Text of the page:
Passed Over for Promotion? Think Outside the Box

move on with your career why do smart people do stupid things?

A member of the technology industry recently gazed longingly out of the non-window in her non-office and pondered the situation as she understood it: A colleague, with less experience and fewer job-related skills, had just been awarded the promotion she herself had been assured would be hers. (And, for the purposes of this story, please understand that she was, indeed, the more qualified candidate.) It was early in the day on a Friday, and rather than spend the rest of the workday letting anger and resentment build in the confines of a cubicle, she logged out of her station and took the rest of the day off.

Her weekend was spent traveling quickly and powerfully through the stages of coping. After a vigorous workout she moved on to coffee, a cheat meal at a steakhouse for dinner, and a night out with friends (safely, thanks to ride-sharing services).

You don’t get to be at her level without a certain quality of self control and, barring that, resilience. Although it may have appeared that she was letting loose, she maintained control at all times and woke up at 9:30 a.m. Saturday, rested and sans hangover.

A drive to the desert for the weekend felt right, and it was there that she hiked, perspired, and communed with nature for a day and a half. Sunday evening was spent relaxed in her home, having prepared herself for what would transpire the next day.

Back on Track

On Monday morning our hero sent an email to her supervisor asking for a short meeting as soon as possible. The supervisor responded within 10 minutes, and within an hour after that, the two convened to an available conference square. She calmly and professionally laid out the events as she saw them: From her perspective, she explained to the supervisor, someone less qualified had been given a promotion she had been told was as good as hers. As a result, she no longer felt that the company held her best interests in mind, and therefore she would be seeking employment elsewhere.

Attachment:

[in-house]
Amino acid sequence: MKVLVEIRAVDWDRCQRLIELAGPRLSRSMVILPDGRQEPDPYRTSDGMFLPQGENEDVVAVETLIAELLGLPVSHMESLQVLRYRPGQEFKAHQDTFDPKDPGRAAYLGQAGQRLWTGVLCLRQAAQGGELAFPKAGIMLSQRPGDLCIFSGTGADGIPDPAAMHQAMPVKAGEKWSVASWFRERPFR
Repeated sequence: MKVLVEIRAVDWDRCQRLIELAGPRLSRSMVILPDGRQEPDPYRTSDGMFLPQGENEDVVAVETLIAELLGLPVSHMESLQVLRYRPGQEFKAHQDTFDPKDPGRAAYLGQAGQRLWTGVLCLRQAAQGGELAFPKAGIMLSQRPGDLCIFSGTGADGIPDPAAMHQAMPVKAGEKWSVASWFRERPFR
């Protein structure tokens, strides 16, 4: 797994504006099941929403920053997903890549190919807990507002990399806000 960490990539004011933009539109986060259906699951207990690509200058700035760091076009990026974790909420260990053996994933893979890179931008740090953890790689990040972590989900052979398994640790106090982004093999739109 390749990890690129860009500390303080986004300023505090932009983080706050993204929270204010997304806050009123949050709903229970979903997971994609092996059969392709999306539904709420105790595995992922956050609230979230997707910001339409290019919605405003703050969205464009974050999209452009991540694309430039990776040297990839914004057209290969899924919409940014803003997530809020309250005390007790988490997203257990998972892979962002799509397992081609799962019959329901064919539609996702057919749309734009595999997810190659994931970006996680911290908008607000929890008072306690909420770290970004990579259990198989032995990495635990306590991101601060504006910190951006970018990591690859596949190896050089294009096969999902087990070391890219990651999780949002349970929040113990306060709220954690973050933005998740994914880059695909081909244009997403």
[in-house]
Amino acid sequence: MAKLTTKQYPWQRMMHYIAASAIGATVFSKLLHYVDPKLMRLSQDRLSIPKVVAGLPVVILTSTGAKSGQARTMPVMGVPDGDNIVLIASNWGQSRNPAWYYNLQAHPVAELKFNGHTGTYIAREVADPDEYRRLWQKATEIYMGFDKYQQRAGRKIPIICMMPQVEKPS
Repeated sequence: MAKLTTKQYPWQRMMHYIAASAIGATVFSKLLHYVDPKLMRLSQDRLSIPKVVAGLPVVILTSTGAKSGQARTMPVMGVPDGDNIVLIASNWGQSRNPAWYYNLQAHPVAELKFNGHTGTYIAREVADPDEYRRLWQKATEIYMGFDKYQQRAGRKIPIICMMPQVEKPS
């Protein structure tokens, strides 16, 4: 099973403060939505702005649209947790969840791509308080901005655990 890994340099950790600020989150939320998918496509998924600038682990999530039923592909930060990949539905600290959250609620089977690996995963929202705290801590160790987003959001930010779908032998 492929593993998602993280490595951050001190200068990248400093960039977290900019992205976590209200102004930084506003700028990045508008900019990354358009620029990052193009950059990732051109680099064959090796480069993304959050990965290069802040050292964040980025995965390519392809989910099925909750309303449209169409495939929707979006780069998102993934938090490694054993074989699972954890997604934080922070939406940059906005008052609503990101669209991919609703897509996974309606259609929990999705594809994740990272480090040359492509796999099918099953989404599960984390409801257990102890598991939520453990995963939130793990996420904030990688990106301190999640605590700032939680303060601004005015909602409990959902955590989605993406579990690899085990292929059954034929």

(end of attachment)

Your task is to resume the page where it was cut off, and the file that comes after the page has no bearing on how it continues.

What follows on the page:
As she made that last point, she opened a folder and slid her resignation letter across the conference table.

“You will find my last day of work listed as two weeks from today,” she said. “However, as I am involved with projects of a sensitive nature, you may want for me to sit tight on those.”

She spent the rest of the day negotiating a severance agreement with higher ups, and she left the building for the last time with two weeks’ additional pay. After that, she went home to take a small vacation. She hung out with her family. She relaxed, and her work-life balance favored the life column 1,000 percent. At the end of those two weeks she began making phone calls and sending direct messages to contacts in the industry. Within two months she was happily employed, and back on track.

Life Goes On

The moral of this story is that sometimes corporate entities do not operate in your best interests. While it may seem natural to react, to renegotiate, and to bitterly carry on with business as usual, this may not be the most healthy plan of attack.

Now, our hero didn’t just magically find another job after she quit her previous job. On the contrary! Remember how she was passed over for a promotion that she believed she was better qualified for? The key is to be the most qualified person for the job. If she had not been the most appropriate candidate for promotion, she would not have reacted as she did. During her meeting with her supervisor, she would instead have explained her disappointment and asked what she could do to become the better candidate for the next time. There would have been no weeks of relaxation; her whole being would have been poured into self-improvement and hard work.


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